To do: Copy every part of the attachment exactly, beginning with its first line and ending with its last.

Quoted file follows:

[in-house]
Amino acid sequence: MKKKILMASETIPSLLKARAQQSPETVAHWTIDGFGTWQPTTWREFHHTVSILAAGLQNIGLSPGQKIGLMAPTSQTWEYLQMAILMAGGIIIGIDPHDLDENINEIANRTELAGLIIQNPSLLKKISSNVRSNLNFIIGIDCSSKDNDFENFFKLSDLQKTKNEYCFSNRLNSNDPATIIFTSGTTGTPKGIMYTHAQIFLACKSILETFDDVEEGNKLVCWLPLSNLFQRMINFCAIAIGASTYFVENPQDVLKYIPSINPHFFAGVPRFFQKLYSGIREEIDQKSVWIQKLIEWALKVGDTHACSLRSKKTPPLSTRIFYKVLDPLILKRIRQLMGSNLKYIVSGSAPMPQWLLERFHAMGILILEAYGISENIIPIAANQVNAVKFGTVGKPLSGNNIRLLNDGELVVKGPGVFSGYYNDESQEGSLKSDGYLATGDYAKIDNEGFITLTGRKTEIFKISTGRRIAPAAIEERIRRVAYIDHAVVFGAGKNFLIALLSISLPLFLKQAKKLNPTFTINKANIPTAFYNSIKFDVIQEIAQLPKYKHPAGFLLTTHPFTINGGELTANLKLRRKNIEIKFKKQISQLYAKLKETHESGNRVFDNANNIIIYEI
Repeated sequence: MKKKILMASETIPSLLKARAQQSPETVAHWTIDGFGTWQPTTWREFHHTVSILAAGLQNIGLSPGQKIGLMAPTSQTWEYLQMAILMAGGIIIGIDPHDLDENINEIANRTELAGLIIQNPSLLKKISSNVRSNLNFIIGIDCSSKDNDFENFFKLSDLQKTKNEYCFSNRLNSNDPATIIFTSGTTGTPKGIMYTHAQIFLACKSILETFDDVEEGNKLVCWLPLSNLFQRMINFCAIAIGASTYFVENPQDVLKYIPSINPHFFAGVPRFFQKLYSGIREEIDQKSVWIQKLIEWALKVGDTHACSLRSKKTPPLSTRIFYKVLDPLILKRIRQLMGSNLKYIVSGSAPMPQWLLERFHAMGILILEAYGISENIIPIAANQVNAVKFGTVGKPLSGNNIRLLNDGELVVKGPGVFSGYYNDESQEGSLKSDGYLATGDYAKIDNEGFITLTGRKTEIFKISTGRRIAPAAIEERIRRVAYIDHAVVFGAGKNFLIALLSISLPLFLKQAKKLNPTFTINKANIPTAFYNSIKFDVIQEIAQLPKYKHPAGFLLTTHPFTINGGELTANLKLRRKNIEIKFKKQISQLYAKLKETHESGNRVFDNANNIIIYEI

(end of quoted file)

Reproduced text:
[in-house]
Amino acid sequence: MKKKILMASETIPSLLKARAQQSPETVAHWTIDGFGTWQPTTWREFHHTVSILAAGLQNIGLSPGQKIGLMAPTSQTWEYLQMAILMAGGIIIGIDPHDLDENINEIANRTELAGLIIQNPSLLKKISSNVRSNLNFIIGIDCSSKDNDFENFFKLSDLQKTKNEYCFSNRLNSNDPATIIFTSGTTGTPKGIMYTHAQIFLACKSILETFDDVEEGNKLVCWLPLSNLFQRMINFCAIAIGASTYFVENPQDVLKYIPSINPHFFAGVPRFFQKLYSGIREEIDQKSVWIQKLIEWALKVGDTHACSLRSKKTPPLSTRIFYKVLDPLILKRIRQLMGSNLKYIVSGSAPMPQWLLERFHAMGILILEAYGISENIIPIAANQVNAVKFGTVGKPLSGNNIRLLNDGELVVKGPGVFSGYYNDESQEGSLKSDGYLATGDYAKIDNEGFITLTGRKTEIFKISTGRRIAPAAIEERIRRVAYIDHAVVFGAGKNFLIALLSISLPLFLKQAKKLNPTFTINKANIPTAFYNSIKFDVIQEIAQLPKYKHPAGFLLTTHPFTINGGELTANLKLRRKNIEIKFKKQISQLYAKLKETHESGNRVFDNANNIIIYEI
Repeated sequence: MKKKILMASETIPSLLKARAQQSPETVAHWTIDGFGTWQPTTWREFHHTVSILAAGLQNIGLSPGQKIGLMAPTSQTWEYLQMAILMAGGIIIGIDPHDLDENINEIANRTELAGLIIQNPSLLKKISSNVRSNLNFIIGIDCSSKDNDFENFFKLSDLQKTKNEYCFSNRLNSNDPATIIFTSGTTGTPKGIMYTHAQIFLACKSILETFDDVEEGNKLVCWLPLSNLFQRMINFCAIAIGASTYFVENPQDVLKYIPSINPHFFAGVPRFFQKLYSGIREEIDQKSVWIQKLIEWALKVGDTHACSLRSKKTPPLSTRIFYKVLDPLILKRIRQLMGSNLKYIVSGSAPMPQWLLERFHAMGILILEAYGISENIIPIAANQVNAVKFGTVGKPLSGNNIRLLNDGELVVKGPGVFSGYYNDESQEGSLKSDGYLATGDYAKIDNEGFITLTGRKTEIFKISTGRRIAPAAIEERIRRVAYIDHAVVFGAGKNFLIALLSISLPLFLKQAKKLNPTFTINKANIPTAFYNSIKFDVIQEIAQLPKYKHPAGFLLTTHPFTINGGELTANLKLRRKNIEIKFKKQISQLYAKLKETHESGNRVFDNANNIIIYEI